I make lots of little mistakes. Or so I think. A gaffe here and a misspoken or misused word there. Over the course of a day those little faux pas add up.
The truth is, no one likely noticed these little mishaps, but me. Yes, realizing I mispronounced a word makes me feel dumb and think I look dumb, but the person I was having a conversation with probably didn’t even notice.
Here’s where just letting it go should begin.
This article in Oprah Magazine has some good pointers on just letting things go because “Ruminating regularly often leads to depression.”
For those whom the article dubs “overthinkers” perfectionism leads to obsessing over minute details that didn’t go perfectly. Learning to let things that are insignificant in the grand scheme of things takes an effort and seems difficult at first, but is worth it. You’ll feel less stressed and happier.
Like most Millennials, I am a perfectionist. I want everything to be perfect in all aspects of my life.
A colleague commented to me yesterday that if a particular project I’ve worked really hard on, doesn’t have any glitches and doesn’t need any changes, then I’ve set the bar pretty high for myself. I mentioned that what the final version doesn’t show is the several hours of errors that I worked through to make sure the final version was perfect.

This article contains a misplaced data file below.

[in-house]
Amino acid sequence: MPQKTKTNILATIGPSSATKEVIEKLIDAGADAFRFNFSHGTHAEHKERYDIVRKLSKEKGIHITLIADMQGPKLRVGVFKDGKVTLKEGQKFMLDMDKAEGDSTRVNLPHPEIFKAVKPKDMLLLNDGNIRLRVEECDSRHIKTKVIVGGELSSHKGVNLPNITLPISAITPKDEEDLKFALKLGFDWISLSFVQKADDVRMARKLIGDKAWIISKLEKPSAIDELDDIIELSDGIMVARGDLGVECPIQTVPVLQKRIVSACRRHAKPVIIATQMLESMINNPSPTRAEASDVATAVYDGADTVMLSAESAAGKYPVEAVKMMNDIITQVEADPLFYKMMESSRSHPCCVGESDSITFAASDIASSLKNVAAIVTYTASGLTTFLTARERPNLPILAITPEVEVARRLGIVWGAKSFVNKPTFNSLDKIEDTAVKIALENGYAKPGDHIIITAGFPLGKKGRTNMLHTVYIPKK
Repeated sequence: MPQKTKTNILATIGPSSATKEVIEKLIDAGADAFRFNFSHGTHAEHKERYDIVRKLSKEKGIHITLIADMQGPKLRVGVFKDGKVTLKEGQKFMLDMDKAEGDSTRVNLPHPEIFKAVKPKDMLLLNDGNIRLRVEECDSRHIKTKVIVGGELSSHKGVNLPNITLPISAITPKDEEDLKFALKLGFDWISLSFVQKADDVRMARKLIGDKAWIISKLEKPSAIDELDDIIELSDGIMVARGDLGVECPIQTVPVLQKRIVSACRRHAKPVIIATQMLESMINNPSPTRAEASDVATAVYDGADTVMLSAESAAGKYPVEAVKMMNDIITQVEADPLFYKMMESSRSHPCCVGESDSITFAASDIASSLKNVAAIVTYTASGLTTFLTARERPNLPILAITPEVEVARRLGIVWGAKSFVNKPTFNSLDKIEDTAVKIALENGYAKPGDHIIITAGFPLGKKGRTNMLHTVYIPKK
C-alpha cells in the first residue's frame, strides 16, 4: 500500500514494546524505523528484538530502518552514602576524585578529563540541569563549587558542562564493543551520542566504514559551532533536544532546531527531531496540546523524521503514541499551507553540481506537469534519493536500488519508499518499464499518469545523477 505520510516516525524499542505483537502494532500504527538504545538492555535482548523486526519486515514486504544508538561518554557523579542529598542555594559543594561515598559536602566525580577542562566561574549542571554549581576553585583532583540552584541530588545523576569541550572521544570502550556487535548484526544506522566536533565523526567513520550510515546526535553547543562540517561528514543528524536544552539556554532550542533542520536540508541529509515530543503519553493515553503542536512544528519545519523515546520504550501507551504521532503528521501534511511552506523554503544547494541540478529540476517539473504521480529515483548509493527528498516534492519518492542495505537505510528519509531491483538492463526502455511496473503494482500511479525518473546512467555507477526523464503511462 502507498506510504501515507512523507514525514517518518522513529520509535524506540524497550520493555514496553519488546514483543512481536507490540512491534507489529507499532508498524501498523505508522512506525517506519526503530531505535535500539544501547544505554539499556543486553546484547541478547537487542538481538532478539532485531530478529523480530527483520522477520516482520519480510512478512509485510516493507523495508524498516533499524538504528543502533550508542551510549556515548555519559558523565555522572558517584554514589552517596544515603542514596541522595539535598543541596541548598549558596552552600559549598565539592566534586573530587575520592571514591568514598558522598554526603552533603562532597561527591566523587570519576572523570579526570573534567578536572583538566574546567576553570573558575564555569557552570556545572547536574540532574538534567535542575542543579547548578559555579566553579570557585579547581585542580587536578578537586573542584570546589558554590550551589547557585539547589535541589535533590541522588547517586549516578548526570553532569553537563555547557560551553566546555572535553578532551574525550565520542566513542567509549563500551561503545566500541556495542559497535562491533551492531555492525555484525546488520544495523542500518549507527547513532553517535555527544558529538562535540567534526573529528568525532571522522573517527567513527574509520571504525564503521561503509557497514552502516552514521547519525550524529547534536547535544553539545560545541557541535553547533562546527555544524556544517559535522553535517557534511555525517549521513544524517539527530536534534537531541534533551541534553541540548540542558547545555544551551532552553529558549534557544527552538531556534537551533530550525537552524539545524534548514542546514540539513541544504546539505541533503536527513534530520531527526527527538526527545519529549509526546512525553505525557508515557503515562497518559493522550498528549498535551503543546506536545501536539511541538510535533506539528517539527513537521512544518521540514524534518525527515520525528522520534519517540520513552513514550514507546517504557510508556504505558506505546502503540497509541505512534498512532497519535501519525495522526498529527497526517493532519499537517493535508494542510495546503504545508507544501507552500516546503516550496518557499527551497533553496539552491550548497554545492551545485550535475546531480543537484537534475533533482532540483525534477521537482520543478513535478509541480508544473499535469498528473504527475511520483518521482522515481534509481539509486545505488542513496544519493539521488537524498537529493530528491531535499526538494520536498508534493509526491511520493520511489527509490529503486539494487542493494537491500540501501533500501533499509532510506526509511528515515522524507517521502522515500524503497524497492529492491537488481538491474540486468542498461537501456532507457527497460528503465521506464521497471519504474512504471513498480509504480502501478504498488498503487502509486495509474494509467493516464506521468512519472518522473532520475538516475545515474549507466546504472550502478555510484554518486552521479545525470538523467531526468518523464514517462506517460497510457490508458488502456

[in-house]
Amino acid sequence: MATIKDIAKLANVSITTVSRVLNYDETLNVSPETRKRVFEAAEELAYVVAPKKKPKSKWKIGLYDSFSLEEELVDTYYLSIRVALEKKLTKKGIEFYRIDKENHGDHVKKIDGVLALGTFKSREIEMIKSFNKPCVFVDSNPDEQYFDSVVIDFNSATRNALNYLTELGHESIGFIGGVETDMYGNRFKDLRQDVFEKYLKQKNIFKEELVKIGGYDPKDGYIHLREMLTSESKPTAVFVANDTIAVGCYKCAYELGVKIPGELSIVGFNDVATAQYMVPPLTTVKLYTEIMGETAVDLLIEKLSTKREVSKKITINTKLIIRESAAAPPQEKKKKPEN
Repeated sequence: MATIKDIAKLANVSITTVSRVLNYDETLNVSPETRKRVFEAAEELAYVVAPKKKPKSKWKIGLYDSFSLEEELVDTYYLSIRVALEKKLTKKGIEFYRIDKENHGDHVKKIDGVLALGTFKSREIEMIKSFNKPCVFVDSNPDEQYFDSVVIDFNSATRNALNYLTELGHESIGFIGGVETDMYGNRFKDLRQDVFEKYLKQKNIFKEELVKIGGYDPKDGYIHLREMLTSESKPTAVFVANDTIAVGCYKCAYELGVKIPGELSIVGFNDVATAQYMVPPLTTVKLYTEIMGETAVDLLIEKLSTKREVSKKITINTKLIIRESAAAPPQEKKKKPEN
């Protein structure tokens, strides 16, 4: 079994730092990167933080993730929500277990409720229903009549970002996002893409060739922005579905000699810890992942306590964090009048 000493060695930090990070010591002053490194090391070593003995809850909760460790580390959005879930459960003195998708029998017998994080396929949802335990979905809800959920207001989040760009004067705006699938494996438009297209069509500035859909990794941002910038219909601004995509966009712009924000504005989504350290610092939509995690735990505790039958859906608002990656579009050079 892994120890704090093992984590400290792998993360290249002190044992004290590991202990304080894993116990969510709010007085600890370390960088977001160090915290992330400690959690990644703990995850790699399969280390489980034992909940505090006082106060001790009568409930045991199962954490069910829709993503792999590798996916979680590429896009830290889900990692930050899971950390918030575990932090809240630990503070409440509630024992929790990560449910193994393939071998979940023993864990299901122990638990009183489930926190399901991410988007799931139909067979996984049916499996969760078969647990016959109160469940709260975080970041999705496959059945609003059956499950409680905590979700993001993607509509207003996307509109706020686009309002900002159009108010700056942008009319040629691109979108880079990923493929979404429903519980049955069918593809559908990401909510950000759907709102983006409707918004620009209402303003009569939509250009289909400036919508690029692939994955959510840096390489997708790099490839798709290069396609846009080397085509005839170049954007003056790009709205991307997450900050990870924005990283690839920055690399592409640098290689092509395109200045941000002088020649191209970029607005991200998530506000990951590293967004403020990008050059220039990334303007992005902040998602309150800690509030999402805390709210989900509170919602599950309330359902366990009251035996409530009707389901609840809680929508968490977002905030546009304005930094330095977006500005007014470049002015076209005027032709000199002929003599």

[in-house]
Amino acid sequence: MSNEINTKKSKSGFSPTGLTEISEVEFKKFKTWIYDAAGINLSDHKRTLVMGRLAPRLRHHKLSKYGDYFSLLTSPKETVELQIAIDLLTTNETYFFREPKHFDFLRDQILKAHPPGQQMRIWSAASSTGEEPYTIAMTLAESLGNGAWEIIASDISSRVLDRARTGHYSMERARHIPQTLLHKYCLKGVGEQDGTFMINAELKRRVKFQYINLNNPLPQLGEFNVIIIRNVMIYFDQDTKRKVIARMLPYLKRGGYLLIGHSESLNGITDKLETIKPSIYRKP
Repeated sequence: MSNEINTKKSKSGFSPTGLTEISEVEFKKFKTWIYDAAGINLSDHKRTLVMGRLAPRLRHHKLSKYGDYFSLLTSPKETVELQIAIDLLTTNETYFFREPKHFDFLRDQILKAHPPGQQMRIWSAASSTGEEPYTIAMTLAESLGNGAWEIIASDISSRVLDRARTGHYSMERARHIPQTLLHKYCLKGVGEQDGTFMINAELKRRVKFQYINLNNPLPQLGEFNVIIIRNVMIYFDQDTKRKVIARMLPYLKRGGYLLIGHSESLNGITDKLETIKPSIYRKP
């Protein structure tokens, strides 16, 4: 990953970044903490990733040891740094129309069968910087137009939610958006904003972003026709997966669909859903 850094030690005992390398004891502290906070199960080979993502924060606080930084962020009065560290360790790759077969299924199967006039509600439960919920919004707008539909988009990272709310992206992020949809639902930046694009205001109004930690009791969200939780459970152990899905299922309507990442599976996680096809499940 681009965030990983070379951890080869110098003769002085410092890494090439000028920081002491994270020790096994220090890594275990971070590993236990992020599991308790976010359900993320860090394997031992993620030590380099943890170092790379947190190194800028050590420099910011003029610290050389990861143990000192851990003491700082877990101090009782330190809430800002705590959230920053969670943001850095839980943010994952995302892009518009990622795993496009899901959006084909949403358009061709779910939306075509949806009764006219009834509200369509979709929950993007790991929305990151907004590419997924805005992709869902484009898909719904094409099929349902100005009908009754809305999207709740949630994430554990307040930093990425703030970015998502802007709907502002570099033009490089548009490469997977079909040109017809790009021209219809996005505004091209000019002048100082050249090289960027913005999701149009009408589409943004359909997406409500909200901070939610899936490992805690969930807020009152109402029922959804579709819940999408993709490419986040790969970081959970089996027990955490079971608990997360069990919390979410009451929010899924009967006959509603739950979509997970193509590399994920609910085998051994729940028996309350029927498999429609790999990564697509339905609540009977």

That conversation got me thinking about the sheer amount of effort it takes to be perfect or at least perceived as doing things perfectly and how that relates to respect in an office environment.
Would my peers respect me more if they saw the process and knew all the times I failed before I got it right? Maybe. But while my peers might respect me more, I know my superiors would prefer to only see the finished and perfected project and for me not to waste their time.
How do you walk the line between wanting your office mates to respect you and ensuring you maintain the standards you’ve set for yourself and your supervisors expect?